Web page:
Turkey detains 11 journalists in early morning raids

Turkish police detained 11 journalists working for the pro-Kurdish Mezopotamya News Agency and the all-female Jin News website in early morning raids in several provinces.

Duvar English

Turkish police on Oct. 25 raided the houses of several journalists working for the pro-Kurdish Mezopotamya News Agency and the all-female Jin News website, and their offices. The police detained 11 journalists in several provinces as part of an investigation carried out by the Ankara prosecutor's office.

Accordingly, the police raided Mezopotamya News Agency’s Ankara office and houses of journalists in Istanbul, Ankara, Urfa, Diyarbakır, Van and Mardin provinces.

During the raids, police officers seized computers, hard drives, other work equipment and magazines from the journalists’ houses and offices. The police also seized the microphone of Mezopotamya News Agency as an element of crime during in capital Ankara.

The police detained journalists Zema Ağgöz, Diren Yurtsever, Selman Güzelyüz, Hakan Yalçın, Habibe Eren, Derya Ren, Öznur Değer, Emrullah Acar, Berivan Altan, Ceylan Şahinli and Mehmet Günhan working for the Mezopotamya News Agency and the Jin News.

Slamming the detentions, The Journalists' Union of Turkey (TGS) said “On these days when the censorship law came into effect, many journalists' homes were raided and they were detained. Lawyer restrictions have been imposed on our colleagues whose offices are also sought. You will not be able to criminalize journalism with these applications.”

The Confederation of Progressive Trade Unions of Turkey (DİSK) said “Many JIN NEWS and Mezopotamya Agency employees, including our members, were detained in a house raid this morning. At least seven journalists are in custody so far. Journalism is not a crime, release our friends immediately!”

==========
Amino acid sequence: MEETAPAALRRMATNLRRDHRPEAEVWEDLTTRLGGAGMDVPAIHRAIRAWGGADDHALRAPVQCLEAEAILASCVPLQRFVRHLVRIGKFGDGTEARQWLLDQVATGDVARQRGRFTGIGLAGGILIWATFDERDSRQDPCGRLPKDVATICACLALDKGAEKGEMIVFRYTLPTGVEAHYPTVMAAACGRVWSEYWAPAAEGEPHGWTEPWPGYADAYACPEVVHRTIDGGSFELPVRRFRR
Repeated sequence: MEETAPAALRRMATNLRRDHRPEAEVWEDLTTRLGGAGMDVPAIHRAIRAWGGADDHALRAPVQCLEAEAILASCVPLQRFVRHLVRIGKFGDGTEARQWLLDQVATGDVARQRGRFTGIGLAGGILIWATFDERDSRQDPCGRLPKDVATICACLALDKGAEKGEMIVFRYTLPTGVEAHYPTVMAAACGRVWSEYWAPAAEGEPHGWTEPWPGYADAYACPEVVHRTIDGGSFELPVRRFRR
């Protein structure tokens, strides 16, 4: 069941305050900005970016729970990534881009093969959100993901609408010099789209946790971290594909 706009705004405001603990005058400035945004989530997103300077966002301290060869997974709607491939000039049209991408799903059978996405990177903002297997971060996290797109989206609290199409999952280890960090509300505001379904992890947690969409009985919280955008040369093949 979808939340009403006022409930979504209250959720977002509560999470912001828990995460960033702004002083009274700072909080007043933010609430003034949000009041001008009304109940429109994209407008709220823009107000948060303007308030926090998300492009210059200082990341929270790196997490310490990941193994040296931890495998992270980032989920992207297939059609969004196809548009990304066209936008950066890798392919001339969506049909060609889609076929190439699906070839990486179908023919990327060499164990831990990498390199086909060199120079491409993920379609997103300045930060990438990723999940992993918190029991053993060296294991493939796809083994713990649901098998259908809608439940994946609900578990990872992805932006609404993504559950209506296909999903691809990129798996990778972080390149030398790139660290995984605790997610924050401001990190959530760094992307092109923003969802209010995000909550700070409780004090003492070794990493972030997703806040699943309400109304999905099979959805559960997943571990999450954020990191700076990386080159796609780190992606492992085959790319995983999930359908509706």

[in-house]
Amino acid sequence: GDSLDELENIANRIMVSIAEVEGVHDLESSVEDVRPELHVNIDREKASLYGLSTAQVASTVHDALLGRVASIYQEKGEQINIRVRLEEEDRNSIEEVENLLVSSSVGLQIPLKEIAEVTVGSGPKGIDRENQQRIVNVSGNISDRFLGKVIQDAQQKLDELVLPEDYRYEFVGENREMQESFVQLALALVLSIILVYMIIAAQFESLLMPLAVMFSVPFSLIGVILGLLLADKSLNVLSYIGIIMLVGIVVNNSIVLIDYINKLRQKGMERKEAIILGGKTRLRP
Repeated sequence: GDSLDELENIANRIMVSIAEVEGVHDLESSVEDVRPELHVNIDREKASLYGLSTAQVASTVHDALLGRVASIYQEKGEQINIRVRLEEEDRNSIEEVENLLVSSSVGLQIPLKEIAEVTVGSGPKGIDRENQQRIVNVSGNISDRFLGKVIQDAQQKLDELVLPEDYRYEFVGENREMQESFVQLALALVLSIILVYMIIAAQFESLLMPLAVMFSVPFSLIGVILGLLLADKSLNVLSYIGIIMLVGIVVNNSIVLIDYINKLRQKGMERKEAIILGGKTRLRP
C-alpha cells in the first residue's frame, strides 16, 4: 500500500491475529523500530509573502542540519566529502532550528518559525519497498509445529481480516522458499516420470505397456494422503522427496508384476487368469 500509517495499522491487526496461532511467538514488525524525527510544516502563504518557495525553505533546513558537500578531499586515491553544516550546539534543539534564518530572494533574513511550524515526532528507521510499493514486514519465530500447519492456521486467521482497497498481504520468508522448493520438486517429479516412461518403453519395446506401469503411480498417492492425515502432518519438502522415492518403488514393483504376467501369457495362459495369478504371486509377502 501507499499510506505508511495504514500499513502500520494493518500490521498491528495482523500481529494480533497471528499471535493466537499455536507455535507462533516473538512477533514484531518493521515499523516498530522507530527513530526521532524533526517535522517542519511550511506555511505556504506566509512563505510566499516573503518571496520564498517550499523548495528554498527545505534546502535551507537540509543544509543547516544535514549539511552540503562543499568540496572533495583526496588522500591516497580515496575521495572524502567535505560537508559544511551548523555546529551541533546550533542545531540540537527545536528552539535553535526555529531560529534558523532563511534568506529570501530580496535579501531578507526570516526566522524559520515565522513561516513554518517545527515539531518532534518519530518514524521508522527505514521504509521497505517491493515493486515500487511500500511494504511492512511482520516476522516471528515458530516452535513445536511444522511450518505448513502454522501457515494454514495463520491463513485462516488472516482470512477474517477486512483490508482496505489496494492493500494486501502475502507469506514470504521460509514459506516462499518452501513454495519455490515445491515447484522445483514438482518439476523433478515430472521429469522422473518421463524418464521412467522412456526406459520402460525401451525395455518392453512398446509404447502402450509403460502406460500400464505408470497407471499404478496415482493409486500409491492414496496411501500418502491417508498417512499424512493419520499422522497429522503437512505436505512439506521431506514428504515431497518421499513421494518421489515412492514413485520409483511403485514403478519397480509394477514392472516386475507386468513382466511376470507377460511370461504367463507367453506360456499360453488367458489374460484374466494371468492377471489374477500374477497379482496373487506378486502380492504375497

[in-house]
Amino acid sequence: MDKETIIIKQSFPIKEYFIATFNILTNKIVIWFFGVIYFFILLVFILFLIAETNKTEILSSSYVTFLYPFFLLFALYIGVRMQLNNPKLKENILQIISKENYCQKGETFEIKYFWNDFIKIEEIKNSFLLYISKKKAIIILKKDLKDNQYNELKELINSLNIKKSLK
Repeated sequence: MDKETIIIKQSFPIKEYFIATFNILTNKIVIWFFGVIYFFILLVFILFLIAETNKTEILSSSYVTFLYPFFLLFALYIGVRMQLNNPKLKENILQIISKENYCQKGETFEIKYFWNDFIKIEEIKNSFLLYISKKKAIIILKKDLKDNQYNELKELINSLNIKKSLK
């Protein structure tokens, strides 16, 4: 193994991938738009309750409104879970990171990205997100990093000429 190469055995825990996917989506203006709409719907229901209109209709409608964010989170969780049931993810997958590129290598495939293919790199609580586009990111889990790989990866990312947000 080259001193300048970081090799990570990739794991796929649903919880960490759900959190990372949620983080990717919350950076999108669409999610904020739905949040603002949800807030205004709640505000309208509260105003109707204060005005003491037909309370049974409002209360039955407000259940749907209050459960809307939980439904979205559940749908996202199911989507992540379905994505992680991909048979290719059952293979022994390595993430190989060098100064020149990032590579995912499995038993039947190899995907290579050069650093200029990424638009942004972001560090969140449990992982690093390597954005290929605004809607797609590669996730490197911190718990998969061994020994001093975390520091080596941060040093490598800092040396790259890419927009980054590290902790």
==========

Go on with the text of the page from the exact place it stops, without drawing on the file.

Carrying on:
The pro-Kurdish Peoples’ Democratic Party (HDP) also called for the immediate release of journalists. 

“The unlawful detentions of MA and JINNEWS reporters show the lawlessness reached by fascism. We condemn these attacks against free press workers in the strongest terms; release the journalists immediately. These attacks did not produce results yesterday and they will not produce results today,” the HDP said.

HDP co-chair Mithat Sancar called the detentions as part “of a plan to silence the opposition press and society.”

“We woke up this morning to a new wave of detentions. During the raids, the police pointed guns at the journalists, handcuffed them from behind. This operation, which took place immediately after the enactment of the censorship law, is no accident. It is part of a plan to silence the opposition press and society. It is an attack on the public's freedom of information,” Sancar said during his party’s parliamentary group meeting.

Turkey ranks a low 149 out of 180 countries on the Reporters Without Borders's (RSF) World Press Freedom Index, which describes it as a country in which "all possible means are used to undermine critics."